You almost certainly use past participles on a daily basis if you speak English. But what exactly is a past participle? And how do past participles work? In this post, we’ll explain the basics of how to use these words in your writing.
What Is a Past Participle?
Past participles are a type of verb used in two main situations:
To form the perfect tenses (e.g., present perfect, past perfect).
As an adjective to modify a noun or pronoun.
We’ll look at both uses in detail next. And after that, to finish the post, we’ll look at the difference between regular and irregular past participles.
The Perfect Tenses
As verbs, we use past participles to express a completed action in the perfect tenses (i.e., the present, past, and future perfect tenses):
Present perfect = have/has + past participle (e.g., I have looked)
Past perfect = had + past participle (e.g., I had looked)
Future perfect = will have + past participle (e.g., I will have looked)
We use the present perfect tense for things that began in the past and remain true or to discuss actions completed within a stated ongoing time:
They have always liked dancing together.
She has walked to work four times this week so far.
The past perfect, meanwhile, is used for actions completed before a point in time (either specified or unspecified) or a conditional set in the past:
We had lost all hope until you found us!
She had danced there several times before.
If we had looked harder, we would have found it.
And the future perfect is for actions that will be complete by a certain time:
He will have finished his homework by tomorrow morning.
There are also continuous perfect tenses, such as the present perfect continuous, which are concerned with ongoing actions. But these use present participles instead (i.e., verbs that end “-ing,” like “looking”).
Past Participles as Adjectives
We can also use past participles as adjectives (i.e., to modify a noun or pronoun). Typically, this involves placing the past participle before the word we want to modify, such as in the following sentences:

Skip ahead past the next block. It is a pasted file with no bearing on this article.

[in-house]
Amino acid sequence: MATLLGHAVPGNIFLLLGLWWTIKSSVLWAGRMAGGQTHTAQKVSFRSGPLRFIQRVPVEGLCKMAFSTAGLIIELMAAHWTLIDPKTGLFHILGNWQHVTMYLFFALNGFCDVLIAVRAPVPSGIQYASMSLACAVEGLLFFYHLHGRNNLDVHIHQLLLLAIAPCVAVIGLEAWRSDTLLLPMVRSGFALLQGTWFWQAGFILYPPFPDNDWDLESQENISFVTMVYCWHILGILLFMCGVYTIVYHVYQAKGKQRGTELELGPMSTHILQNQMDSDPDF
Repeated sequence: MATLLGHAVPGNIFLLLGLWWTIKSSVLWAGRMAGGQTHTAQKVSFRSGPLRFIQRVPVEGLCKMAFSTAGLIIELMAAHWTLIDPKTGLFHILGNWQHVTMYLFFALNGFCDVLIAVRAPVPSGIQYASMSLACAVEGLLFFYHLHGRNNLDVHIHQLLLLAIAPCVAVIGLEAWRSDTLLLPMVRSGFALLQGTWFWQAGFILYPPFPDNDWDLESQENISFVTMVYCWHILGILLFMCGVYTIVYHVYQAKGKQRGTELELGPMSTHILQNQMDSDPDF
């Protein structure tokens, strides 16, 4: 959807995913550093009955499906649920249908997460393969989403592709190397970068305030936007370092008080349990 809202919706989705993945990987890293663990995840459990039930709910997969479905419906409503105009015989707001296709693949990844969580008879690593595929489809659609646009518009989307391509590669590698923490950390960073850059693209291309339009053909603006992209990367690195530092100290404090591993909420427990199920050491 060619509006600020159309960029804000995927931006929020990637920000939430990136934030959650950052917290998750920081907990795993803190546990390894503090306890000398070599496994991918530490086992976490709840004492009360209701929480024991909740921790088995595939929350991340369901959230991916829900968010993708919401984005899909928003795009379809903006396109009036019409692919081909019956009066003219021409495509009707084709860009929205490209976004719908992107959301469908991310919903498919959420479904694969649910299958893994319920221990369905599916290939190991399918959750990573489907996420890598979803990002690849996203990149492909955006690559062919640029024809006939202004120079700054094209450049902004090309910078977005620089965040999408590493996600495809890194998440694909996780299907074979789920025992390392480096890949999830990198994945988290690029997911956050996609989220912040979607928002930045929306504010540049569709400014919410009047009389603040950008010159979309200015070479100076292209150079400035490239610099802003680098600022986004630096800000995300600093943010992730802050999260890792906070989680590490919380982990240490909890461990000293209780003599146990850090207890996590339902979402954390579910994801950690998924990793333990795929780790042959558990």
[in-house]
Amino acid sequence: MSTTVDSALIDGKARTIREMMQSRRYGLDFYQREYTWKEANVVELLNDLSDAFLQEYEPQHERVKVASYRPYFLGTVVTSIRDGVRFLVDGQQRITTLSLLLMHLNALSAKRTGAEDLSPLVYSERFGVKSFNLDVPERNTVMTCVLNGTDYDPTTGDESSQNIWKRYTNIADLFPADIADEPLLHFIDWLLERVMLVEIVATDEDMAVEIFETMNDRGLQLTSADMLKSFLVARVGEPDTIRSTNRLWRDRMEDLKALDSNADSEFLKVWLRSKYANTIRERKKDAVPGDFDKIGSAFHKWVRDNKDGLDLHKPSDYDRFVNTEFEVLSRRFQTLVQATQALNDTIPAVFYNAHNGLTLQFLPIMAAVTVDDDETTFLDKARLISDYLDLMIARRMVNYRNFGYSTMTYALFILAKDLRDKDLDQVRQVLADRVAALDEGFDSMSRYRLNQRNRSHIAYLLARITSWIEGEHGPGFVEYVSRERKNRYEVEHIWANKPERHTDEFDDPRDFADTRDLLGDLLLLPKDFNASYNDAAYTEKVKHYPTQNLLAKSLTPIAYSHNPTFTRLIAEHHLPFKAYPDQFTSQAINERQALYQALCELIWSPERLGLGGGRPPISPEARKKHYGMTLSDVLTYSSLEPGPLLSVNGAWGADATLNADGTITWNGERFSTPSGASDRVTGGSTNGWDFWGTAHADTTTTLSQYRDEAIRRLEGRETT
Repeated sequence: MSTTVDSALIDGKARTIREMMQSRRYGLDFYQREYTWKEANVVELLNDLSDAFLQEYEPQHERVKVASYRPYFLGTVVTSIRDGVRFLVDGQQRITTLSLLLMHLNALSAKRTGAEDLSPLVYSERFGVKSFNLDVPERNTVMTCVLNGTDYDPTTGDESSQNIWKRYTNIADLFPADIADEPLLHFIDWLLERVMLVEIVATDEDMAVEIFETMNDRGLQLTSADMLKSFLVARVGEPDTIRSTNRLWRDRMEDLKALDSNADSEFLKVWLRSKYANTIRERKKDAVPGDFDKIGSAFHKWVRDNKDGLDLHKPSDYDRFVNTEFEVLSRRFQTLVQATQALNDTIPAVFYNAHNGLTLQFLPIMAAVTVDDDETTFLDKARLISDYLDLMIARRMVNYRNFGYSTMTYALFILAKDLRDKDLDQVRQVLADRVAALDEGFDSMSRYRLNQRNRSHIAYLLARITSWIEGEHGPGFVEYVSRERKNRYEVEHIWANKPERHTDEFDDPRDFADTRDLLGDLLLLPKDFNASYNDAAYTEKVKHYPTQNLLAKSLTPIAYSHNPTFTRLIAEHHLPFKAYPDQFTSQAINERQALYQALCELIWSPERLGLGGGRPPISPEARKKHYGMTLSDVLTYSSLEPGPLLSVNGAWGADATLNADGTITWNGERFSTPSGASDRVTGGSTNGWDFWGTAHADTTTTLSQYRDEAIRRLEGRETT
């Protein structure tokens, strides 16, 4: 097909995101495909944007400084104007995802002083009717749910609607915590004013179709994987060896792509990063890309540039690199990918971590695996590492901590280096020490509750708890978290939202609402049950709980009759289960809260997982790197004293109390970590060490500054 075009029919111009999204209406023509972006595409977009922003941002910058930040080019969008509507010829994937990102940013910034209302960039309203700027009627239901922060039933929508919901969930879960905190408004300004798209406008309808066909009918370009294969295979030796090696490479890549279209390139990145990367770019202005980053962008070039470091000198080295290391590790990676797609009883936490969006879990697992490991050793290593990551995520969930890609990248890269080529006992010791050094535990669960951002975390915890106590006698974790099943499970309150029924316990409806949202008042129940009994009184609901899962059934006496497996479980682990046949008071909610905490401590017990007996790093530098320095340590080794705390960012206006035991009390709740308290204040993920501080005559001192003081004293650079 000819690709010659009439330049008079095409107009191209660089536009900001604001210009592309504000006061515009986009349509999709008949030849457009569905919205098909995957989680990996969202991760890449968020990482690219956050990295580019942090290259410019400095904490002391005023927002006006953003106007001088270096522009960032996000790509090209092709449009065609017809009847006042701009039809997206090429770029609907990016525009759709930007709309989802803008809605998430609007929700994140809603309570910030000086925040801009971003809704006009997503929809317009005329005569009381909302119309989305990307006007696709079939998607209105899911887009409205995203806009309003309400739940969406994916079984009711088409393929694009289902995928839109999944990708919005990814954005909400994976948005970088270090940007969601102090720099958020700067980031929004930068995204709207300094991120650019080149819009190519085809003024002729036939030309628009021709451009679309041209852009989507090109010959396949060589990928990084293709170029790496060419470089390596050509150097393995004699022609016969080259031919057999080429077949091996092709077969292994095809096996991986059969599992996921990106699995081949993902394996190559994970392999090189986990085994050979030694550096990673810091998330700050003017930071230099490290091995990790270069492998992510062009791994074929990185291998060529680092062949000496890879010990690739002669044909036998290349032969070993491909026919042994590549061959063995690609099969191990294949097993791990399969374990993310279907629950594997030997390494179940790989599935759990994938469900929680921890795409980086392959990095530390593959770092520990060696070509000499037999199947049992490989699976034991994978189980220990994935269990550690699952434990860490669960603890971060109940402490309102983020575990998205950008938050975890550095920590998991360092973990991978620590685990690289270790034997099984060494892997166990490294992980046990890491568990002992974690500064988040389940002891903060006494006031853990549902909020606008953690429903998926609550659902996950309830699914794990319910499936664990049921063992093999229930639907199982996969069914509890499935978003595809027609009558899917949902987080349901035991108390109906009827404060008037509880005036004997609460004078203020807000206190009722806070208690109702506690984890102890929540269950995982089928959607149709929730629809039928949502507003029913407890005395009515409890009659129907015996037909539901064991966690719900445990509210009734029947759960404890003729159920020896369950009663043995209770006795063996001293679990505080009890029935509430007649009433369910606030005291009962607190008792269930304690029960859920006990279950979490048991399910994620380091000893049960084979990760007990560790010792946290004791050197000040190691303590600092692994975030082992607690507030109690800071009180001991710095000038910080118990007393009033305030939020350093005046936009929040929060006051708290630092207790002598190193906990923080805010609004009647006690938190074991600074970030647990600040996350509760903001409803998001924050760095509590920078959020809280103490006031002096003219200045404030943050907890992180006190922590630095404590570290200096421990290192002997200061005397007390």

He couldn’t hide the shocked look on his face.
She took her broken watch to get repaired.
Here, the past participles “shocked” and “broken” modify the nouns “look” and “watch,” respectively. However, we can also use past participles as modifiers after a linking verb, such as in the following:
The kids were bored by the class.
The boy seems excited.
In the first sentence above, the linking verb “were” connects the noun “kids” and the past participle “bored.” And in the second, we link “boy” (noun) and “excited” (past participle) with the verb “seems.”
Regular vs. Irregular Past Participles
When forming a past participle, it will usually end “-ed.” You can see this in most of the examples above! But this depends on whether the verb is regular or irregular. The difference here is:
Regular past participles are all formed by adding “-ed,” “-ied,” or “-d” and match the simple past tense form of the verb (e.g., the simple past tense and past participle forms of “kick” are both “kicked”).
Irregular past participles do not follow a regular pattern and have a range of word endings, not just “-ed.” And while some irregular verbs use the same form for the simple past tense and past participle (e.g., bend/bent/bent), others use different forms (e.g., drive/drove/driven).
You can see examples of some more irregular verbs below:
Simple Past Tense
Unfortunately, there are no reliable tips for spelling irregular past participles correctly beyond practicing them! As such, make sure to look up the spelling if you’re not sure about the past participle form of a verb.
Find this useful?
Subscribe to our newsletter and get writing tips from our editors straight to your inbox.
Proofreading for Grammar
We hope this post has helped you understand past participles. But if you’re ever unsure about the grammar in your writing, don’t forget that you can have your work proofread! Our expert editors are here to help, so submit a free 500-word trial document today to find out more.